How the LDS Church mended relations with descendants of the Mountain Meadows Massacre

Then-President Gordon B. Hinckley helped when he toured the site and ordered an improved monument. Later, apostle Henry B. Eyring visited and issued an apology.

(Steve Griffin | Tribune file photo) Wooden crosses adorn the black wrought iron fence that surrounds the Mountain Meadows Massacre gravesite in this 2007 file photo.

St. George • More than 166 years since the Mountain Meadows Massacre, the relationships between the descendants of the nearly 100 men, women and children slain by Mormon militiamen and The Church of Jesus Christ of Latter-day Saints have never been better.

On Sept. 11, 1857, militia members, and some Paiute allies they recruited attacked the California-bound emigrant wagon train from Arkansas and killed all the adults, along with children deemed old enough to remember the crime and its perpetrators.

Over the ensuing decades, there was little contact between the church and descendants of the emigrants who were slaughtered or the 17 children, ages 6 and under, who were spared.

“There really wasn’t much of a relationship,” said Patty Norris, president of Mountain Meadows Massacre Descendants. “I wouldn’t call it rocky; I would characterize it as rarely existing at the time.”

(Chris Detrick | The Salt Lake Tribune) Patty Norris speaks at a Mountain Meadows Massacre memorial service in 2017.

What little interaction that did exist was fraught by the atrocity itself, the subsequent cover-up and the tall tales many Latter-day Saints related over the years to rationalize what is now accepted as an inexcusable assault.

After the massacre, many leaders and members of Utah’s predominant faith blamed the victims. One unfounded allegation was that members of the Arkansas wagon train poisoned Corn Creek, a spring near Fillmore in central Utah, killing cattle and several people who ate the contaminated beef.

Others insisted some of the emigrants were Missourians who were involved in the 1844 assassination of church founder Joseph Smith. Some Latter-day Saints also pointed to the slaying of beloved church apostle Parley P. Pratt a few months before the Utah massacre. Pratt was gunned down in Arkansas by the estranged husband of one of his plural wives.

All those allegations have long since been debunked, but the lies and justifications persisted.

“There was a lot of mistrust and animosity toward the church from descendants because there was no formal apology and no cooperation,” said Phil Bolinger, president of the Mountain Meadows Monument Foundation. “In our minds, our ancestors’ graves were owned, controlled and maintained by the perpetrators.”

(Courtesy of Phil Bolinger) Phil Bolinger, president of the Mountain Meadows Monument Foundation, and Dana Moody, daughter of historian Juanita Brooks.

Relations took a turn for the better in the 1990s, when then-church President Gordon B. Hinckley toured the massacre site. Archaeologist Ben Pykles, the church’s director of historic sites, said the church leader was appalled by the dilapidated condition of the original monument over the gravesite and decided to replace it with something nicer and more respectful.

Upon his return to Salt Lake City, Hinckley invited massacre descendants to meet with him.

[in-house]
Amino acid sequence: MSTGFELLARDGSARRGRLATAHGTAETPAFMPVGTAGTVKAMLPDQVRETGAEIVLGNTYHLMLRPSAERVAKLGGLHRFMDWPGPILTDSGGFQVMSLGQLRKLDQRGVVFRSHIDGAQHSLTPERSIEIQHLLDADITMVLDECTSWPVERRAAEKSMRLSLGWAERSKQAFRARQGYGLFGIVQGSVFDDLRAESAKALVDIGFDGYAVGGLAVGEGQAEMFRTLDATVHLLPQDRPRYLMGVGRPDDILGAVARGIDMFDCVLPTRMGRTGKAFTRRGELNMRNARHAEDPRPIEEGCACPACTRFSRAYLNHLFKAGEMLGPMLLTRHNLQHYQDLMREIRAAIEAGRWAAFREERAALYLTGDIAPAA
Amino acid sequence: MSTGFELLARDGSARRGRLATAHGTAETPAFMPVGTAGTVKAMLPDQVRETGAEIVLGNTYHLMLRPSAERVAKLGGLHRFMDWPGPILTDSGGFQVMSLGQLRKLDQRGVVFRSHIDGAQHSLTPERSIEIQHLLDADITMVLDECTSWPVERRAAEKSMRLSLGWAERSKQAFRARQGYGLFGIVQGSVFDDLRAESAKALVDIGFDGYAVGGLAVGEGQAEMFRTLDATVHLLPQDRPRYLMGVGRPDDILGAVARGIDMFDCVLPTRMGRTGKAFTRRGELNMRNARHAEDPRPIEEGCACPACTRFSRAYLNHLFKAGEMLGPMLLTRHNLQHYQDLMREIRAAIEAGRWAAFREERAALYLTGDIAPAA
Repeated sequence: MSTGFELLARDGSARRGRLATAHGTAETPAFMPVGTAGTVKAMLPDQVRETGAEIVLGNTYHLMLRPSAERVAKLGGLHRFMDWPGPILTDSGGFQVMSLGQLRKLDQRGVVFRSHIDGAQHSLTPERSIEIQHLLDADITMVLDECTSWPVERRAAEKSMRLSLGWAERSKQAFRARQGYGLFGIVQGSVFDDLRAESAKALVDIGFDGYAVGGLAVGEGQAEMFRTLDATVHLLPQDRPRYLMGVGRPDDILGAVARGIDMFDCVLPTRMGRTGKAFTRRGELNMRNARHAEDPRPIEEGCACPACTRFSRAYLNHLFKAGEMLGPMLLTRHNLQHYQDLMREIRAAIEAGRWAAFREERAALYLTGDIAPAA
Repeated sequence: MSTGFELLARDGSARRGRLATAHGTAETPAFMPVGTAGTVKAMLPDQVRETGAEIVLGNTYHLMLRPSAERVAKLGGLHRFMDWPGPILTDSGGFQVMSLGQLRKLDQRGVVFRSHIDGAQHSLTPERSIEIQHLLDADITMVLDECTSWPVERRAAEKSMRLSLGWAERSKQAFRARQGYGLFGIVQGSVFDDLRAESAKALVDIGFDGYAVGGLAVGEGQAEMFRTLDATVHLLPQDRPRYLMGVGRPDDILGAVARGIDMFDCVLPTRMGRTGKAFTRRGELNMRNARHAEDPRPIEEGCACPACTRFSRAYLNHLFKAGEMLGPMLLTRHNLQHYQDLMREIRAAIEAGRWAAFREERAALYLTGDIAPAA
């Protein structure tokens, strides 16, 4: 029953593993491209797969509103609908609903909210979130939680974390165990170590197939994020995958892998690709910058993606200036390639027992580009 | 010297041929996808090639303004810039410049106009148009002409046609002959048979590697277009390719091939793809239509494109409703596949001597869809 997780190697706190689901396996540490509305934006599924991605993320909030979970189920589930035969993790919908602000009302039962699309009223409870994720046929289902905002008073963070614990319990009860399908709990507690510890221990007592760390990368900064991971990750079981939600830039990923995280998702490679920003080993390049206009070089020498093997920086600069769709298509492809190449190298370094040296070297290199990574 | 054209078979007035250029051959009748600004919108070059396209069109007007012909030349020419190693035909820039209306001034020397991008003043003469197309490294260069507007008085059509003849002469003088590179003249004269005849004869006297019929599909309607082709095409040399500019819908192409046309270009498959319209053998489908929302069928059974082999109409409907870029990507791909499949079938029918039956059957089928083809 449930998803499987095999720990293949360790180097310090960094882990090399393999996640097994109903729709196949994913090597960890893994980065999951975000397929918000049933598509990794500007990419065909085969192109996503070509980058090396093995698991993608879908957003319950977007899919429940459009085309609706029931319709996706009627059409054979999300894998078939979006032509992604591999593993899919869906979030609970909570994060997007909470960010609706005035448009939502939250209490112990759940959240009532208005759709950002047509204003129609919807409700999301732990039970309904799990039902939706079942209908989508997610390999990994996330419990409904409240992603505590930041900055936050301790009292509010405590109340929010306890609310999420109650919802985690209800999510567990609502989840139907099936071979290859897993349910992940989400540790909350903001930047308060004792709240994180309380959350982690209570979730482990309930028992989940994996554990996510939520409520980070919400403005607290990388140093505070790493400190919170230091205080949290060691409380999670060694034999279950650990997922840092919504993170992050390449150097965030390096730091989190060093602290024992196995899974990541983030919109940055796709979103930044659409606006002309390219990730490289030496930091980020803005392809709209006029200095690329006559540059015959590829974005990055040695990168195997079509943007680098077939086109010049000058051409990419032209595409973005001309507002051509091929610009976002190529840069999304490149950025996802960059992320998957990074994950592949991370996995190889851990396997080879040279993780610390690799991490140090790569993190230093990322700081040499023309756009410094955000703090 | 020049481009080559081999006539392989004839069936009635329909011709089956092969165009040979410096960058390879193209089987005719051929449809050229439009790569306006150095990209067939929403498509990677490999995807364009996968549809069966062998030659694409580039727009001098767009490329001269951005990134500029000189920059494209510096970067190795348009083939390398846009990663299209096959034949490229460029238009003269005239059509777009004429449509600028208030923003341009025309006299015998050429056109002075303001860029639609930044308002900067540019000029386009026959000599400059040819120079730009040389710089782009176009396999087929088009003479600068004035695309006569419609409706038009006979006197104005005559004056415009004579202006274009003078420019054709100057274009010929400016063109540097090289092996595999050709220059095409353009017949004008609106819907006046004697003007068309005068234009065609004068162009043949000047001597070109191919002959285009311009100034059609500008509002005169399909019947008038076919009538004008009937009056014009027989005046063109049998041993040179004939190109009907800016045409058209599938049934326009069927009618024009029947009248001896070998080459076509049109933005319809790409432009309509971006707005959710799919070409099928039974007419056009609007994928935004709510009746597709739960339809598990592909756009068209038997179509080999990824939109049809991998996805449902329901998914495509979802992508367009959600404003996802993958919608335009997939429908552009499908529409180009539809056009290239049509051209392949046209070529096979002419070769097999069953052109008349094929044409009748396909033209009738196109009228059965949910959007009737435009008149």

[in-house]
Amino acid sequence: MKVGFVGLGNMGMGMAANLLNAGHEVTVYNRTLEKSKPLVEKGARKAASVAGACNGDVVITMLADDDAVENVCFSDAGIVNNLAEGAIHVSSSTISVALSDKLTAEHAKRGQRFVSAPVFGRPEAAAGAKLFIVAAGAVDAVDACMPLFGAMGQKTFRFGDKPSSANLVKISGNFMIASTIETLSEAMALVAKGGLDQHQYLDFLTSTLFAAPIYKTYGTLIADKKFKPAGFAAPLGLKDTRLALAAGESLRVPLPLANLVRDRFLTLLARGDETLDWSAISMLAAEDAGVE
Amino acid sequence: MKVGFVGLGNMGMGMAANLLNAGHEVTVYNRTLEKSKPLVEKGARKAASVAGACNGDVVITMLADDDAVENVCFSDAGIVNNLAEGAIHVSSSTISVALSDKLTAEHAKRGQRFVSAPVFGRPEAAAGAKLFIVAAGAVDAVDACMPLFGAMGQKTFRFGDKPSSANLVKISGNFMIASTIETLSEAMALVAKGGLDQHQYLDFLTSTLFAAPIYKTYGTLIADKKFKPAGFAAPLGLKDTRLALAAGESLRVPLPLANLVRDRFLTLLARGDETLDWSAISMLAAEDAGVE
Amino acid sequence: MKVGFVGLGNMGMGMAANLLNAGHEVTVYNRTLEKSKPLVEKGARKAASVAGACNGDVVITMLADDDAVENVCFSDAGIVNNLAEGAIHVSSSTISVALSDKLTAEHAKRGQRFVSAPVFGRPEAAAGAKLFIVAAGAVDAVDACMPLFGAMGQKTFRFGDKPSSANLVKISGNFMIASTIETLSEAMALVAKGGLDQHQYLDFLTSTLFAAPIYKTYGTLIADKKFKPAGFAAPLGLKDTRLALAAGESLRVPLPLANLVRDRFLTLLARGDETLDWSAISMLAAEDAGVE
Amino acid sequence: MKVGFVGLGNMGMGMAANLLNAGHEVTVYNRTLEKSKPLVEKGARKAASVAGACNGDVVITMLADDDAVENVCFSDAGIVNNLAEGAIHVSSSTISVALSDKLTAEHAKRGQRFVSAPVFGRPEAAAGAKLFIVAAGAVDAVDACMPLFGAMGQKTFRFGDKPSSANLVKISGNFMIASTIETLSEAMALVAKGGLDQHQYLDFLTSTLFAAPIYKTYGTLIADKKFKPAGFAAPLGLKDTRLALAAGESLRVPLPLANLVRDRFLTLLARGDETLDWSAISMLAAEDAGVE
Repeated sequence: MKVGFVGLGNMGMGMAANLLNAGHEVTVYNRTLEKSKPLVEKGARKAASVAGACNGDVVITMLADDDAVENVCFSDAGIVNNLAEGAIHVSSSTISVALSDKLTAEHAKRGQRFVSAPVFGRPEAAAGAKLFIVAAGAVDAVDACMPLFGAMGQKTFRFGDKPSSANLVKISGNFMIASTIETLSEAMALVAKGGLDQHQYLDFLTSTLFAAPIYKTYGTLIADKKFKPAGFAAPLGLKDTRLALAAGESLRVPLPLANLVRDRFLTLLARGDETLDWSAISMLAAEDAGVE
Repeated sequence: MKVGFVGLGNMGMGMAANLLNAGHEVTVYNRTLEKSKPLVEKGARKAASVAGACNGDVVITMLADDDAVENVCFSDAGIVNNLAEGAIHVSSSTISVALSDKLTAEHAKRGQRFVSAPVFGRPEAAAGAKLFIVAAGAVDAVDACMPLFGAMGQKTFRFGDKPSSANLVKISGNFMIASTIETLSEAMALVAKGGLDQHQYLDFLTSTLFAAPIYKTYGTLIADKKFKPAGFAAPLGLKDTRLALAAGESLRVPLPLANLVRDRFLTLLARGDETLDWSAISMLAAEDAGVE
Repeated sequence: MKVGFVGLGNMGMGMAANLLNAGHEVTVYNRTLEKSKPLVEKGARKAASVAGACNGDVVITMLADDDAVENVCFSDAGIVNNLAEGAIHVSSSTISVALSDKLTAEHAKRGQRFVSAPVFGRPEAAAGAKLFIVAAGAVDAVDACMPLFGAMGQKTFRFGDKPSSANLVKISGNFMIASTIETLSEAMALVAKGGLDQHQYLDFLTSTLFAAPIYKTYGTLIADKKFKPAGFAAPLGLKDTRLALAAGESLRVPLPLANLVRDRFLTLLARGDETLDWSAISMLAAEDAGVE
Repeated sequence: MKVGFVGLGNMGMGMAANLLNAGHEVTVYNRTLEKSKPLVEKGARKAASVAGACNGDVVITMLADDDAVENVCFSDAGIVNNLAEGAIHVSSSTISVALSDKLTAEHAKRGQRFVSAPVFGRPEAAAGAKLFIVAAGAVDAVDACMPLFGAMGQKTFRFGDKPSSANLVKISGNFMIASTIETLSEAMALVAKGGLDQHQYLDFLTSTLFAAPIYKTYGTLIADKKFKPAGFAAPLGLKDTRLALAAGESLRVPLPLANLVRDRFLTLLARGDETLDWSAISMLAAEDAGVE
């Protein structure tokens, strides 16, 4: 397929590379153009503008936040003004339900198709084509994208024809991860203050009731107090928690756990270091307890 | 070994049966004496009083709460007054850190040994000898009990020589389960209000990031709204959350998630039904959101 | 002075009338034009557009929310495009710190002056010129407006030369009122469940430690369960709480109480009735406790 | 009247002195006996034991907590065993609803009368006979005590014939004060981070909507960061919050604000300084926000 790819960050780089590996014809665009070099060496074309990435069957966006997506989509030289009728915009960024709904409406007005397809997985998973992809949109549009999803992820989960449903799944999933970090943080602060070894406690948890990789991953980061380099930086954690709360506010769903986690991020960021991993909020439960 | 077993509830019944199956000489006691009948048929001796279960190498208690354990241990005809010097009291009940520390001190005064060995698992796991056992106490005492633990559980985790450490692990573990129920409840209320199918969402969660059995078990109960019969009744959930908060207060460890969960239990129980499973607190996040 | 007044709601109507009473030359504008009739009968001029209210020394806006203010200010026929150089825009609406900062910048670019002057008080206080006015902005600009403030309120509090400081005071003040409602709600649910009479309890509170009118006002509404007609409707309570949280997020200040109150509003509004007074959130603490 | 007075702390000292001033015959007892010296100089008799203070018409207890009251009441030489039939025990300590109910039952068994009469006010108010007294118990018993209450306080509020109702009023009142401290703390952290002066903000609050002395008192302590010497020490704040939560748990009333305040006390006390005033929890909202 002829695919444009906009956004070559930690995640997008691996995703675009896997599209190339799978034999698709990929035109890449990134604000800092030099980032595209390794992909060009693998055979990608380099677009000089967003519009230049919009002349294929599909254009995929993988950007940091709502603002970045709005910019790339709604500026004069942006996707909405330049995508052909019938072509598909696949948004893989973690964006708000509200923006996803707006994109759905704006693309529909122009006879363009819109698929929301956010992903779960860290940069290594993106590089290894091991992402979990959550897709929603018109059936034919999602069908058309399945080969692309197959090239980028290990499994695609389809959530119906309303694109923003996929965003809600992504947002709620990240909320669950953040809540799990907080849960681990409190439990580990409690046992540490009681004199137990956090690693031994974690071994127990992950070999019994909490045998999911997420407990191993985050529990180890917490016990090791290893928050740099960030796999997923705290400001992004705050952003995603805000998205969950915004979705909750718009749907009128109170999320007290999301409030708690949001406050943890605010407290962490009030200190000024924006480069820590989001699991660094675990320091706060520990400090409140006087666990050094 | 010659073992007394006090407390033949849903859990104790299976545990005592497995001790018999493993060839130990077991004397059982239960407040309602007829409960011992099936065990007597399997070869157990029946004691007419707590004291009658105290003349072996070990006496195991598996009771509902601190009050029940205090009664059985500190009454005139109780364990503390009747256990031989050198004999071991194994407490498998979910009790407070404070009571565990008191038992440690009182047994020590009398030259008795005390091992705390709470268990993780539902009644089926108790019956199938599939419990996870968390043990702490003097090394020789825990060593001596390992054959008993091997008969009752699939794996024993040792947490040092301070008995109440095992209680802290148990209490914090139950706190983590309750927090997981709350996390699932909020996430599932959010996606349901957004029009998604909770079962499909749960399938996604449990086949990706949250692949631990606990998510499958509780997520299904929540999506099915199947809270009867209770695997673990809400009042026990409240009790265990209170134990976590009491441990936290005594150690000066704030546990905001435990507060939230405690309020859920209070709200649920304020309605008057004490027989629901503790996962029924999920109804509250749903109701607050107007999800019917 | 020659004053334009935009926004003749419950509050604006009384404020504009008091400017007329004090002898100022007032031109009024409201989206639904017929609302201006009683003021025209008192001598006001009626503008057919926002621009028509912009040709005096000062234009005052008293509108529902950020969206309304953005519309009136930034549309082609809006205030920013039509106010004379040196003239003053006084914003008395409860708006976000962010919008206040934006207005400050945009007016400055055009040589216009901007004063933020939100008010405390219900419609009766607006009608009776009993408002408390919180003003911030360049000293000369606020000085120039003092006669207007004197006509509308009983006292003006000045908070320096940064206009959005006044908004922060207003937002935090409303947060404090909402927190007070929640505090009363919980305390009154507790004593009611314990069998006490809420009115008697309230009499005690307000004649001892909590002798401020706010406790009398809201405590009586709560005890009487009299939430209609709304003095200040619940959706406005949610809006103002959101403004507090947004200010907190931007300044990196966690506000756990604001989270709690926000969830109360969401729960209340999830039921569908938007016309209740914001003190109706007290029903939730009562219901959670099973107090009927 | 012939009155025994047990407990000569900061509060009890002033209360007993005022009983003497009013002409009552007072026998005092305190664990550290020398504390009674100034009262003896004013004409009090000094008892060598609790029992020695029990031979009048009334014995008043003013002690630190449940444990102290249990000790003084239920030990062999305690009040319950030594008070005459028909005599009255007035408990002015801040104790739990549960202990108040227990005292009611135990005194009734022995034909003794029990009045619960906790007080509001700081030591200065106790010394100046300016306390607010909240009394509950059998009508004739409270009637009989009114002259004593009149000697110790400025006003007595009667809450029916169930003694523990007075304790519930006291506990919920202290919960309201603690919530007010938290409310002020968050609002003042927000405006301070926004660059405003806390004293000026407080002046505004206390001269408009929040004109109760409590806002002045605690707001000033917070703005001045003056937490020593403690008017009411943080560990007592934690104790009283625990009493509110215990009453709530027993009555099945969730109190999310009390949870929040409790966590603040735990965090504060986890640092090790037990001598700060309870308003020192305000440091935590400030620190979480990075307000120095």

“He ran different conceptual designs by them for how that place could be restored and let them choose which design they thought was best,” Pykles said, adding Hinckley dedicated the monument in 1999.

(Steve Griffin | The Salt Lake Tribune) An emotional Henry B. Eyring lowers his head while speaking during a Mountain Meadows Massacre memorial service in 2007.

Another healing moment came at a 150th anniversary memorial service for victims of the massacre, at which Latter-day Saint apostle Henry B. Eyring essentially apologized for Latter-day Saints’ role in the crime.

Church officials and descendants have also worked together to host subsequent gatherings and to secure recognition of the site in 2011 as a National Historic Landmark. In addition, the church has paid for more monuments and interpretive markers and worked with the descendants on the appropriate language for the signs.

Pykles said most of the monuments and educational signs are on land owned by the church, which pays for the site’s operational and maintenance expenses. The latest example of the two sides’ collaborative approach is their work to ensure the protection of three additional potential gravesites that were discovered last year.

Recent books that correct the historical record about the massacre — most notably the “Massacre at Mountain Meadows,” co-written by Latter-day Saint historians Richard E. Turley Jr., Ronald W. Walker and Glen M. Leonard in 2011 — have contributed to the thaw in relations.

Today, Bolinger and Norris say they regard Turley, Pykles and current and former church leaders and staffers as dear friends. Church officials say those sentiments are reciprocal.

“It’s gratifying to see the progress that has been made – not just in relationships but in the things we have accomplished,” said Pykles, steering much of the credit to the descendants’ groups for their dedication and ability to work together.

(Mark Eddington | The Salt Lake Tribune) The site of the Mountain Meadows Massacre is shown in early December 2023.

Still, Bolinger noted, for all that is good in the relationship, it is hard to right an event that was so horrifically and grievously wrong.

“The massacre,” he said, “is still known as the worst black mark on the history of the Mormon church.”

Read more here about the discovery of the three rock piles some believe could hold the remains of massacre victims.

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